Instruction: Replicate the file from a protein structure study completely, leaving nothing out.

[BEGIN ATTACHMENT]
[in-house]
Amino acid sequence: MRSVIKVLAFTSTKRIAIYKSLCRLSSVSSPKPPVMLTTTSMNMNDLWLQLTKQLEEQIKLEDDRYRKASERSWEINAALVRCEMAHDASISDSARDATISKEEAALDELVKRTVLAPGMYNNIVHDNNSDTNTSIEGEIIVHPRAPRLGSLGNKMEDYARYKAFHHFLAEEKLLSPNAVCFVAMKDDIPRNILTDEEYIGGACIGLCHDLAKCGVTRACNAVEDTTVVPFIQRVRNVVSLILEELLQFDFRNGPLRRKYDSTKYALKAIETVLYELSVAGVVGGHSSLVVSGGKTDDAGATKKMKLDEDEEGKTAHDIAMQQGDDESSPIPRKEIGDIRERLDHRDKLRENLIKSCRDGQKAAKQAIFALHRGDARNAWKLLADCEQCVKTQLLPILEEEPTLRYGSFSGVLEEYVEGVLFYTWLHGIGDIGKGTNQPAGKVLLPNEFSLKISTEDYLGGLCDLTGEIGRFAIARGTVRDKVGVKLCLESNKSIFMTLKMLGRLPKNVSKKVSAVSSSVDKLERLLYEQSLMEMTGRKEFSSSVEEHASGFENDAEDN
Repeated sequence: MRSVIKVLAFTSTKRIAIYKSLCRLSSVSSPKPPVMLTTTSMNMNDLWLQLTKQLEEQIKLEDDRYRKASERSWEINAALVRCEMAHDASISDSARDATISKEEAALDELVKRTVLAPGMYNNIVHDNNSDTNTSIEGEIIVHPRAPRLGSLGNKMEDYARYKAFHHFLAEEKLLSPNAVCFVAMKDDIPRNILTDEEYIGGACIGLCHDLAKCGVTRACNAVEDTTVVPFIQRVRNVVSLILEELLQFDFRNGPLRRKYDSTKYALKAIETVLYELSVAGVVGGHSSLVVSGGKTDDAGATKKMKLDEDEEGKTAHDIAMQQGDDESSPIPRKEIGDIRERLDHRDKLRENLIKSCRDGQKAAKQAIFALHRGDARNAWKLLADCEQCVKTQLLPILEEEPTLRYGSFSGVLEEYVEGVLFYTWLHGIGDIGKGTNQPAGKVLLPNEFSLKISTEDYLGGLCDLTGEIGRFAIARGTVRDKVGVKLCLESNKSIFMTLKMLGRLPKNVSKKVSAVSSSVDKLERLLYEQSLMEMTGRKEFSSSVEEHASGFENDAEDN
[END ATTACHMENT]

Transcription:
[in-house]
Amino acid sequence: MRSVIKVLAFTSTKRIAIYKSLCRLSSVSSPKPPVMLTTTSMNMNDLWLQLTKQLEEQIKLEDDRYRKASERSWEINAALVRCEMAHDASISDSARDATISKEEAALDELVKRTVLAPGMYNNIVHDNNSDTNTSIEGEIIVHPRAPRLGSLGNKMEDYARYKAFHHFLAEEKLLSPNAVCFVAMKDDIPRNILTDEEYIGGACIGLCHDLAKCGVTRACNAVEDTTVVPFIQRVRNVVSLILEELLQFDFRNGPLRRKYDSTKYALKAIETVLYELSVAGVVGGHSSLVVSGGKTDDAGATKKMKLDEDEEGKTAHDIAMQQGDDESSPIPRKEIGDIRERLDHRDKLRENLIKSCRDGQKAAKQAIFALHRGDARNAWKLLADCEQCVKTQLLPILEEEPTLRYGSFSGVLEEYVEGVLFYTWLHGIGDIGKGTNQPAGKVLLPNEFSLKISTEDYLGGLCDLTGEIGRFAIARGTVRDKVGVKLCLESNKSIFMTLKMLGRLPKNVSKKVSAVSSSVDKLERLLYEQSLMEMTGRKEFSSSVEEHASGFENDAEDN
Repeated sequence: MRSVIKVLAFTSTKRIAIYKSLCRLSSVSSPKPPVMLTTTSMNMNDLWLQLTKQLEEQIKLEDDRYRKASERSWEINAALVRCEMAHDASISDSARDATISKEEAALDELVKRTVLAPGMYNNIVHDNNSDTNTSIEGEIIVHPRAPRLGSLGNKMEDYARYKAFHHFLAEEKLLSPNAVCFVAMKDDIPRNILTDEEYIGGACIGLCHDLAKCGVTRACNAVEDTTVVPFIQRVRNVVSLILEELLQFDFRNGPLRRKYDSTKYALKAIETVLYELSVAGVVGGHSSLVVSGGKTDDAGATKKMKLDEDEEGKTAHDIAMQQGDDESSPIPRKEIGDIRERLDHRDKLRENLIKSCRDGQKAAKQAIFALHRGDARNAWKLLADCEQCVKTQLLPILEEEPTLRYGSFSGVLEEYVEGVLFYTWLHGIGDIGKGTNQPAGKVLLPNEFSLKISTEDYLGGLCDLTGEIGRFAIARGTVRDKVGVKLCLESNKSIFMTLKMLGRLPKNVSKKVSAVSSSVDKLERLLYEQSLMEMTGRKEFSSSVEEHASGFENDAEDN